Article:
How to Grow Potatoes in a Garbage Can

Why in the world would anyone want to grow a crop of potatoes in a plastic garbage can? Well let me tell you, potatoes grow deep, and it's hard to dig them all out! Plus, they like soft, well prepared soil that's easy for them to root in. Then of course, they're space hogs, eating up precious planting room in the veggie garden. Last, but not least, potatoes should never be planted in the same place year after year, because they infect their own soil and cause next years crops to get blight (anyone remember a little potato famine that knocked down the population of Ireland?).

So for those of us who don't have much space in our gardens and can't or don't like to dig giant holes looking for our food, this is a great alternative. And for the city gardener, growing potatoes in garbage cans is perfect.


  1. Step 1
    Grow new kinds you can't find at the grocery store.
    Grow new kinds you can't find at the grocery store.

    Turn your garbage can upside down and drill several holes in the bottom of the can. Add a few around the outside wall, 3 to 6 inches up from the bottom. It's really important to have good drainage or your potatoes will rot in a hurry.

  2. Step 2
    Good soil is the key ingredient.
    Good soil is the key ingredient.

    Dump about 2/3rds of your bag of potting soil in the can. Mix in 1 cup of your fertilizer and set aside.

  3. Step 3
    This potato could be cut into at least 4 pieces.
    This potato could be cut into at least 4 pieces.

    For your seed potatoes, small ones can be planted whole. The larger potatoes should be cut up into pieces with no less then 3 "eyes" per piece ("eyes" being those brown dimples that the roots will grow out of). Let your potatoes dry out on the cut side before you plant them.

  4. Step 4

    Once your cut potatoes have cured, plant them in your can 5 inches apart and cover with the remaining soil. You'll only need 4 starts to a can. Set the can in an area that receives 4 to 6 hours of direct sunlight.

  5. Step 5

    Water thoroughly and keep the soil moist but not soggy during the growing season. Don't let the soil dry out or you'll end up with misshaped potatoes. On the hot summer days, your potato garbage can might even need to be watered daily (you might move the can to a slightly shadier location on the hottest days).

  6. Step 6
    Potato flowers.
    Potato flowers.

    As the plants start to grow in the can, mound up compost around plant stems keeping the leaves uncovered. They grow a little more, add some more compost. You'll be able to fill up the entire can with compost by the end of the growing season. Keep it watered.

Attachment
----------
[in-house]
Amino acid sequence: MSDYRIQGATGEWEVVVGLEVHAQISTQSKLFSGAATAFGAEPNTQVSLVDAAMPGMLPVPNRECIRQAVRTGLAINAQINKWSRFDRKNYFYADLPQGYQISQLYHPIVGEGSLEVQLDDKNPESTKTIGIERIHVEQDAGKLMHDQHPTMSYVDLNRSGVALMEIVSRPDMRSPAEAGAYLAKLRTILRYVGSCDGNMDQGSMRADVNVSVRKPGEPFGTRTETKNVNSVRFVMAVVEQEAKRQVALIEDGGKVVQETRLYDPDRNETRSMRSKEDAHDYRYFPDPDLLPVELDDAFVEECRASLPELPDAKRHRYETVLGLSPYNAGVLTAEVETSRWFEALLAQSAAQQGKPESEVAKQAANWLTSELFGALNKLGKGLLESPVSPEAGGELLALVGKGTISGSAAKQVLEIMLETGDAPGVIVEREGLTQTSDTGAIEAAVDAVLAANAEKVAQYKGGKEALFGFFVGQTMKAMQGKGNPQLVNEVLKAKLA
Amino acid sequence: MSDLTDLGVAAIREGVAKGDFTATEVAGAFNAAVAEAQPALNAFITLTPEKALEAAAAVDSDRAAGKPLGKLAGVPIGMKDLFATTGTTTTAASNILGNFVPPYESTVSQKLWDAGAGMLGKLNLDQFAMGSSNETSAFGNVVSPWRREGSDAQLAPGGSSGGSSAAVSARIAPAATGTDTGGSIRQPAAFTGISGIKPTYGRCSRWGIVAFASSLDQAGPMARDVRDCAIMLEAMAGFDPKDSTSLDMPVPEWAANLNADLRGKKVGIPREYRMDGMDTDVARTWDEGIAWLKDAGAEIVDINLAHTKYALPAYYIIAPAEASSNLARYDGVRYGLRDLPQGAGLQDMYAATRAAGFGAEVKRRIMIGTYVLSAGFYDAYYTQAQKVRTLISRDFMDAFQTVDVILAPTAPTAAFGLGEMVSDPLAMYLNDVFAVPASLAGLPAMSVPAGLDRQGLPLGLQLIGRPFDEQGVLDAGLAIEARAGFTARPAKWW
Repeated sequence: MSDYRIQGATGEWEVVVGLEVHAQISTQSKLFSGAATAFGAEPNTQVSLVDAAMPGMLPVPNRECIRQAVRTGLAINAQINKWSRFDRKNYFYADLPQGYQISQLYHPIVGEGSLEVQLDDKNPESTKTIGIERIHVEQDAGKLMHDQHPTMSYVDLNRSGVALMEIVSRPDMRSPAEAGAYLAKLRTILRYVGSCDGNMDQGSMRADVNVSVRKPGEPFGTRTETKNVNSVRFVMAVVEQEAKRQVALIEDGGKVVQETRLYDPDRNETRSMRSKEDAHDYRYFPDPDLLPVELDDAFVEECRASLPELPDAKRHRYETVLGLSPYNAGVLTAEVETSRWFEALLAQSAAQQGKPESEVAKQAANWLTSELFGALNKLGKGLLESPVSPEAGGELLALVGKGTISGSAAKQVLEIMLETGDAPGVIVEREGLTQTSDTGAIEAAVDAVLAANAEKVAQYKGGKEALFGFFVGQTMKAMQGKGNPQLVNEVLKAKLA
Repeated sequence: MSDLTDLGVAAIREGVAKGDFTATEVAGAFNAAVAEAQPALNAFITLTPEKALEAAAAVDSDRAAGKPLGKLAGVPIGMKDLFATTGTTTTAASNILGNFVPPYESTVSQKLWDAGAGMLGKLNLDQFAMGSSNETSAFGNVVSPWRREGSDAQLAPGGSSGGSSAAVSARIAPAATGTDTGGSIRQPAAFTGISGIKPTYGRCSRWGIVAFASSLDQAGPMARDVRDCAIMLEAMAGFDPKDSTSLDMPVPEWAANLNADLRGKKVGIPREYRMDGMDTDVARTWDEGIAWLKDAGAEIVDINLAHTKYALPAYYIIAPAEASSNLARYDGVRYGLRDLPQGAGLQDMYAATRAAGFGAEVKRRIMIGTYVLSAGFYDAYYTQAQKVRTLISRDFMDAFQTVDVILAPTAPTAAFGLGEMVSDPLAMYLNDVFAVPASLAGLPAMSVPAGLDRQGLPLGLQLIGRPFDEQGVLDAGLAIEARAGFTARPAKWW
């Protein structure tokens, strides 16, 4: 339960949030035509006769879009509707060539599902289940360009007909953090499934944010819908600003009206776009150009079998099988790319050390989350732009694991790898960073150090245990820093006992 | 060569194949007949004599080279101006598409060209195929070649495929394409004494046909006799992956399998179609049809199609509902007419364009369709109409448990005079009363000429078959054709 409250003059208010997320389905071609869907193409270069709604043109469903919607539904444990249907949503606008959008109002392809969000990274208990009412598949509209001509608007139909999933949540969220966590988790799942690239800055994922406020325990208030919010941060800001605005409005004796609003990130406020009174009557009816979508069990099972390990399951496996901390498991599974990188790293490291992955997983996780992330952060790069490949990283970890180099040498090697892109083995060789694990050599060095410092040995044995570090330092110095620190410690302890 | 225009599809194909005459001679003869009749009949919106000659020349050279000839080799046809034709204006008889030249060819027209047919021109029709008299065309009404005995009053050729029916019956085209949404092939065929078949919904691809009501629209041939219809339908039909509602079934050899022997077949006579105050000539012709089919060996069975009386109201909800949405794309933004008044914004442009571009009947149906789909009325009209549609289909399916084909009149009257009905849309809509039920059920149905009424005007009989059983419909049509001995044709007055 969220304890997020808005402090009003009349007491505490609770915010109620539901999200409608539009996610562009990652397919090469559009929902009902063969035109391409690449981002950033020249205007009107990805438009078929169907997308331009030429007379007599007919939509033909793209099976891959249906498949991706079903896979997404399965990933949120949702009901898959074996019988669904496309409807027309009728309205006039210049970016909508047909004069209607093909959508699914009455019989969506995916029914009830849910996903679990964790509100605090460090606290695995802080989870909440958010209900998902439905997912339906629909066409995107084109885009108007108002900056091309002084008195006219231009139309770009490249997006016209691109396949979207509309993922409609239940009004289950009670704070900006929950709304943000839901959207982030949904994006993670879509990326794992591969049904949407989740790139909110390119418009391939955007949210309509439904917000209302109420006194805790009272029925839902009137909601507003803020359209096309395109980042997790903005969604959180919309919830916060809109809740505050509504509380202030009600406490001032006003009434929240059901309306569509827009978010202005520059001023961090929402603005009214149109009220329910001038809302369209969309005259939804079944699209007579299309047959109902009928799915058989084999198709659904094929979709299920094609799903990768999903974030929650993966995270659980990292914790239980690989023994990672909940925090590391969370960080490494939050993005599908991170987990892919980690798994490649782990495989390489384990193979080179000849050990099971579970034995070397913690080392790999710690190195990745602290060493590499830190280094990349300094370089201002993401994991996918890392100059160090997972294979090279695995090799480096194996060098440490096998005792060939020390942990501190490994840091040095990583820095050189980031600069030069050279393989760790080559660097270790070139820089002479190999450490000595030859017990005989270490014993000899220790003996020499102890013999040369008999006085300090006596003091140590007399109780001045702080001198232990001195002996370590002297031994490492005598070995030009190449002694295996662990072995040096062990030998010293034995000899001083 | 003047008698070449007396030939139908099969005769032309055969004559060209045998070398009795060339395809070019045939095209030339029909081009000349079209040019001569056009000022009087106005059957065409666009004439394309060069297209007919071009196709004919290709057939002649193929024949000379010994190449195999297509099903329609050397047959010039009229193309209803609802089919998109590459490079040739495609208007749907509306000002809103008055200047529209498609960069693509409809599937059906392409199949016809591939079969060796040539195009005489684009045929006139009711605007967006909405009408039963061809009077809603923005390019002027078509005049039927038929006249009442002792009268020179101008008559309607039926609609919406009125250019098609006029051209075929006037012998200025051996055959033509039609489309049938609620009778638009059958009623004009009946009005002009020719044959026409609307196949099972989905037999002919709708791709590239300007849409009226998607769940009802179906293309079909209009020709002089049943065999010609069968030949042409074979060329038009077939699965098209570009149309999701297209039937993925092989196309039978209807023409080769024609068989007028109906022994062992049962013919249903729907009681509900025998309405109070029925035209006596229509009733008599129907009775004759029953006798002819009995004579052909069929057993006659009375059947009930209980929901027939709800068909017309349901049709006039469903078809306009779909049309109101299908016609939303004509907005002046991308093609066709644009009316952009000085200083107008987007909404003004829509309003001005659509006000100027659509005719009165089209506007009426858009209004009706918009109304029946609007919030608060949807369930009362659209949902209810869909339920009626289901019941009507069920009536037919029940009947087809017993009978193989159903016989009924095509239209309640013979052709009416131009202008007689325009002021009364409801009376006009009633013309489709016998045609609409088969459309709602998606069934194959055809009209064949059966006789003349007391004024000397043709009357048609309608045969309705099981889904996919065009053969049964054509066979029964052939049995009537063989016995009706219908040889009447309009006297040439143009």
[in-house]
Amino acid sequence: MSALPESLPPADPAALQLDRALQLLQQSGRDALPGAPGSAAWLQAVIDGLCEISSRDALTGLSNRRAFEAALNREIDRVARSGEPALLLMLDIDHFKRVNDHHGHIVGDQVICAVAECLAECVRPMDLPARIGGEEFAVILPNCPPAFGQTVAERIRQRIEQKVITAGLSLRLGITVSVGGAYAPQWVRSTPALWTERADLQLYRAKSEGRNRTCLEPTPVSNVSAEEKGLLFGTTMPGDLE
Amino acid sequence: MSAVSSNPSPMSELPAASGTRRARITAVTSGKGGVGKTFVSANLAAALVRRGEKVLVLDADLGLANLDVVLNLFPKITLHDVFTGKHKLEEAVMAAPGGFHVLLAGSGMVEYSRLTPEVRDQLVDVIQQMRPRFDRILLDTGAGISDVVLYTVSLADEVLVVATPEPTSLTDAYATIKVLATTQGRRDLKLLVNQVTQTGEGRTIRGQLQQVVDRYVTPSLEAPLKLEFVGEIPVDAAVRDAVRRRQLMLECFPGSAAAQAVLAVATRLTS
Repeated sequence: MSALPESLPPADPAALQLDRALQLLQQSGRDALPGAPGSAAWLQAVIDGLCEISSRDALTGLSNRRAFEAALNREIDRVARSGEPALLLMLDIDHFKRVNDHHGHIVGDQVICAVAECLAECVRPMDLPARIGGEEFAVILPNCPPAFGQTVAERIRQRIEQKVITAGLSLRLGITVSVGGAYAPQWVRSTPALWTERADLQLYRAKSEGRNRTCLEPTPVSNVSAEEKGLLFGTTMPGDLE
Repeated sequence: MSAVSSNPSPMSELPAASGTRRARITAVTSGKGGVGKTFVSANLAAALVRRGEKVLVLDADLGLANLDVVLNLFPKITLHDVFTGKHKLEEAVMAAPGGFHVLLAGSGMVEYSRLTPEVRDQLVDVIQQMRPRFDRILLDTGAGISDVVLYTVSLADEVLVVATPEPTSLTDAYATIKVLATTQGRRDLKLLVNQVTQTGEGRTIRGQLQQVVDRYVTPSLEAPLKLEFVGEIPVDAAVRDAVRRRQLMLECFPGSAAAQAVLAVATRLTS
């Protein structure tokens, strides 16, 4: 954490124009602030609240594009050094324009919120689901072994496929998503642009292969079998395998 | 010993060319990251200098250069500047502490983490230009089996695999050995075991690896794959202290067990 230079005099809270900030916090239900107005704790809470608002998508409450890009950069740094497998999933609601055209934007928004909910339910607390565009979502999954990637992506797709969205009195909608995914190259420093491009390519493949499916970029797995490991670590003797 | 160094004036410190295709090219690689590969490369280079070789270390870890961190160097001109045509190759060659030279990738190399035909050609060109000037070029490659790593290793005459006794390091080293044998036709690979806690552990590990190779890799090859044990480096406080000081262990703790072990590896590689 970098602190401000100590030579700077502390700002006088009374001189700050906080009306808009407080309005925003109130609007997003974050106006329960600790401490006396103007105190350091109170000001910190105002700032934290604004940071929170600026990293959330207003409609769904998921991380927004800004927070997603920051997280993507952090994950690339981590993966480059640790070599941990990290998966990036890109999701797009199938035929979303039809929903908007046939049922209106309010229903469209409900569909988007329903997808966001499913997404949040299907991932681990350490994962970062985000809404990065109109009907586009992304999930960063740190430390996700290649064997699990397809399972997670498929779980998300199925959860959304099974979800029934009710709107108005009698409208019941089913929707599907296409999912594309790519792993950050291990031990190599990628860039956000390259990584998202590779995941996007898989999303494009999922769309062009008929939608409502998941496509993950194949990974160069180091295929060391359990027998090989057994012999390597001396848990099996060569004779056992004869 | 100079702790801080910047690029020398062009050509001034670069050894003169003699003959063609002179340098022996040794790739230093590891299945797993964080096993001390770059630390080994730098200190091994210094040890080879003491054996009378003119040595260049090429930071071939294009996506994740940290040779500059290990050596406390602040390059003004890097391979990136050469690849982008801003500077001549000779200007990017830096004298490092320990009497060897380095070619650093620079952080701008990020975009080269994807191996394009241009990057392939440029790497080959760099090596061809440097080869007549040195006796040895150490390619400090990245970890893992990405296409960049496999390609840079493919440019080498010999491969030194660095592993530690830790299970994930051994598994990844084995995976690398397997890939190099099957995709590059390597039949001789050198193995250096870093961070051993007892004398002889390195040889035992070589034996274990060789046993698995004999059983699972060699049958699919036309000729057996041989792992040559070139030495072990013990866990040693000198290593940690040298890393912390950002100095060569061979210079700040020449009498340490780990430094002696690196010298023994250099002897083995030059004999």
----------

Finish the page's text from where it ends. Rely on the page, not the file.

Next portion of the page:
7. Step 7
    Fall harvest.
    Fall harvest.

    At harvest time, you can wait for the flowers to start to fade and grow what looks like berries. Harvest a few potatoes now, by reaching into the soft soil and picking a few, then covering everything else back up with compost. These early potatoes are "new potatoes" and they spoil quickly, so eat them now. For your bigger, storing potatoes, wait to harvest after the green plants have turned brown and dried up or died back. Just dump the entire can over (onto a tarp, maybe) and pick out your potatoes. The soil can be collected and added to a flower garden. You just don't want to plant potatoes, tomatoes, peppers, or eggplant in that potting soil/compost because the soil will likely harbor some insects or disease from this season’s crop.

    Tips & Warnings

    • I usually plant my potatoes around St. Patrick's Day (I'm in zone 8)
    • Clean and dry your late harvest potatoes and store in a cool dark area (38 to 40 degrees).
    • Store for up to 6 weeks depending on the variety.
    • Practicing good crop rotation keeps soil born diseases from spreading and allows lean soils to naturally become rich with nutrients. Potatoes can pass on Verticillium, Sclerotinia, and scab in the soil that would infect tomatoes, peppers, eggplant, and other potatoes. Cabbage, lettuce, and herbs would happily grow in old potato crop soil.
    • Potatoes absorb everything around them, so start out with healthy organic soils, fertilizers, and compost. Avoid pesticides.

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